The very first time I interacted with a Costa Rican legislator, he was sitting on top of the National Monument.
It was not a promising start.
Carlos Avendaño, of the National Restoration Party, had clambered atop the massive structure in the center of the Parque Nacional on that March day in 2005 to make a statement. He was protesting, not a piece of legislation, but the Health Ministry’s closings of evangelical churches due to noise complaints. He was up there for about five hours before yielding to authorities’ pleas to come down. Young and earnest, brand-new to journalism and to Costa Rica, I gazed up there somewhat blankly, wondering what on earth was going on and how the 57 members of the Legislative Assembly did their jobs in the blue building just a few steps away.
Almost exactly 17 years later—despite having interviewed plenty of legislators and taken a few deep dives into their work—I’m not actually sure how much more I know than I did that day in the park.
And I’m not alone.
It’s fair to say that not many of us in Costa Rica, or in any country, who live outside of political parties and direct contact with legislation have a solid understanding of how the whole machine works.
We know there are 57: one for every 80,000 Costa Ricans—a high caseload, so to speak, compared to other Latin American countries. We know that their dietas, or daily stipends in exchange for their attendance and completion of duties, can net approximately 3 million colones ($4,600) per month. We know they work in one of the most offensively ugly buildings in the world.
We know that each legislator is elected to represent one of Costa Rica’s seven provinces, and that, generally speaking, Costa Ricans in general—and rural Costa Ricans in particular—say they don’t feel represented.
Why not? We’re spending our March edition exploring this last point. And in a country whose urban-rural divide is a critical factor in the country’s increasing polarization, we’re looking for examples of things that have made rural communities feel that they were seen and heard on the plenary floor.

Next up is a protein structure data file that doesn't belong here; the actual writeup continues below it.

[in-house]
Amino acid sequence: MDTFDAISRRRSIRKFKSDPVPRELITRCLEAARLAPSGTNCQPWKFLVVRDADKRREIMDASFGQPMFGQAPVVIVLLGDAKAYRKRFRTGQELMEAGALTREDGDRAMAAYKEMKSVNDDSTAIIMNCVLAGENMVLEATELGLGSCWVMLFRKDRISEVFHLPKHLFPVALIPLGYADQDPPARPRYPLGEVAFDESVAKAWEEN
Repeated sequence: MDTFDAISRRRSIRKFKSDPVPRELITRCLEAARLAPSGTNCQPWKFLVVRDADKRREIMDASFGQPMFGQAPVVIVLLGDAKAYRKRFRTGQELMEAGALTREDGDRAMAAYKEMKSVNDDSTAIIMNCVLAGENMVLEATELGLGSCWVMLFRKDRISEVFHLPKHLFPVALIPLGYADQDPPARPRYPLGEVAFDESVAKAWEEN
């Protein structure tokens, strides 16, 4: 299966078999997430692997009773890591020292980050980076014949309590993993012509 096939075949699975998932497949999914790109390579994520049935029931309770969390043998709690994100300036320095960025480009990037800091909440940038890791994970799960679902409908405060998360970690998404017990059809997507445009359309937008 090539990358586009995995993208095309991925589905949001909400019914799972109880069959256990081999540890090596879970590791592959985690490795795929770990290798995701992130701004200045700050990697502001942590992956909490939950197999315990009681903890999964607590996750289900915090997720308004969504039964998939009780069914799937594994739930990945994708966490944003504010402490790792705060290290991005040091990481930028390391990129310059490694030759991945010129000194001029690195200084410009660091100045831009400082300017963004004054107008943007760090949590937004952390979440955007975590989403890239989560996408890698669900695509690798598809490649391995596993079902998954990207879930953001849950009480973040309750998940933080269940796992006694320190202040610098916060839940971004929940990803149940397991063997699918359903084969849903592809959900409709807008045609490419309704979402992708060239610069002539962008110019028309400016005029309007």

Over the past few weeks, I’ve been interviewing newly elected legislators, outgoing legislators, former legislators, political scientists. I’ve met newly elected legislators, the starting lineup, the players who’ll rule over the legislative field from 2022-2026. These include Priscilla Vindasof the Frente Amplio or Broad Front, a 28-year-old whose life story is unlike that of any other legislator I’ve met; Yonder Salas, of the New Republic Party, who told me how his work as a legislative aide led him to get to know his native province of Limón as he never had before; Sonia Rojas, of the National Liberation Party, who’s proud to claim the title as the first-ever indigenous woman elected to the assembly in Costa Rica’s history; and many more.
On the Zoom screen in front of me, I’ve seen anger, frustration, and tears. On my end, to be honest, there have been gasps of disbelief.
Little did I know, back in 2004, that one of the most interesting things about the legislator on top of the statue was how he’d gotten there. Not how he’d managed to clamber up the bronze faces and arms of the Heroes of the 1856-7 National Campaign, but how he’d gotten to be a legislator at all.
What are the untold stories behind those 57 legislators and the way they get their jobs?
When legislators are among the minority who come from rural areas, how do they end up representing those communities inside the towering Assembly?
Is that even really their job?
So far, I know this much: trying to find out has been one wild ride.
Welcome to “The Lineup.”